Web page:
[Haskell-cafe] Fwd: Fwd: Compatibility etiquette for apps, with cabal sandboxes and `stack`

Michael Orlitzky michael at orlitzky.com
Mon Nov 30 15:47:16 UTC 2015

On 11/30/2015 03:59 AM, Joachim Durchholz wrote:
> Am 30.11.2015 um 00:24 schrieb Michael Orlitzky:
>> GHC does dynamic linking now, but I'm OK with static linking as long as
>> it's tracked. The end result is the same as if you had dynamic linking,
>> only with a lot more wasted space and rebuilds/reinstalls.
> Well, the idea was to use static linking to keep the libraries 
> themselves outside the view of the package manager. I.e. the libraries 
> aren't tracked inside the package manager, they become part of your 
> upstream.

I get the idea, but it doesn't work in general. To use a cheesy example,
what if OpenSSL was statically linked into everything when heartbleed
was announced? If the static linking goes untracked, how do you fix it?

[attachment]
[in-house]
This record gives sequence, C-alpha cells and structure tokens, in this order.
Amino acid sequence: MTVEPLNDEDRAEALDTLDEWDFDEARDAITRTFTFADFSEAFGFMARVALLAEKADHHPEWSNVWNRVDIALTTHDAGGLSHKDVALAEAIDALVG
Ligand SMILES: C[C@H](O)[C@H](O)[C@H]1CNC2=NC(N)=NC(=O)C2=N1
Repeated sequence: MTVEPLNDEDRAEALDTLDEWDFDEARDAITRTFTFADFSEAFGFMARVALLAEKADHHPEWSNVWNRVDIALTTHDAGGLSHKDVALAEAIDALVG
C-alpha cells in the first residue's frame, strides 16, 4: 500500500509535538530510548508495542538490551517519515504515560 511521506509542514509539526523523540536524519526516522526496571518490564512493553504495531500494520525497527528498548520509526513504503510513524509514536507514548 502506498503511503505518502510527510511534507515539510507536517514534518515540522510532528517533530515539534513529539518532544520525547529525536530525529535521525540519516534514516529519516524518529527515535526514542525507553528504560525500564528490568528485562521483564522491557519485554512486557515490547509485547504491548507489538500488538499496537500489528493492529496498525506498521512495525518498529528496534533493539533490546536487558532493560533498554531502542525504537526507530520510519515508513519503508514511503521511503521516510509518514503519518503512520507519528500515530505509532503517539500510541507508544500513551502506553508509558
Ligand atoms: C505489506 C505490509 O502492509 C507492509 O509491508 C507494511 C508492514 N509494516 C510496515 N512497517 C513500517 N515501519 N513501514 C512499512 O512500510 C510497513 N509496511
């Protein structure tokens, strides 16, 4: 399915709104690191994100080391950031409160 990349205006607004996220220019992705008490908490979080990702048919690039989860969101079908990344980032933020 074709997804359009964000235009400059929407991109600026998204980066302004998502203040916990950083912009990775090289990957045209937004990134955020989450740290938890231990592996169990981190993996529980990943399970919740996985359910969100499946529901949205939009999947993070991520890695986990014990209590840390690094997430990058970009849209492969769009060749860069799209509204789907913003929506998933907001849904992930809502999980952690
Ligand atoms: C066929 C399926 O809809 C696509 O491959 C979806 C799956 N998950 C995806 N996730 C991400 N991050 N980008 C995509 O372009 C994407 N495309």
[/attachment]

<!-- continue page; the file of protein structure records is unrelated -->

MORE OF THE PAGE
You need to rebuild everything that was linked against OpenSSL, but how
do you find those packages and rebuild them? Can you explain your answer
to a typical "Windows Update" user?

Less-serious vulnerabilities pop up every day and require the same
attention, so whatever solution you come up with needs to be fast and

> I do wonder about the "a lot more wasted space" bit.
> How much space are we really talking about?

Compiled programs aren't too bad. If you pull in a ton of libraries, you
might get 50MB overhead for a huge program. But if you go full retard
like NodeJS and bundle recursively, you can find yourself pulling in
500MB of dependencies for helloworld.js.

That's not anyone's main objection though. If we could fix dependencies
by wasting disk space everyone would be on board.

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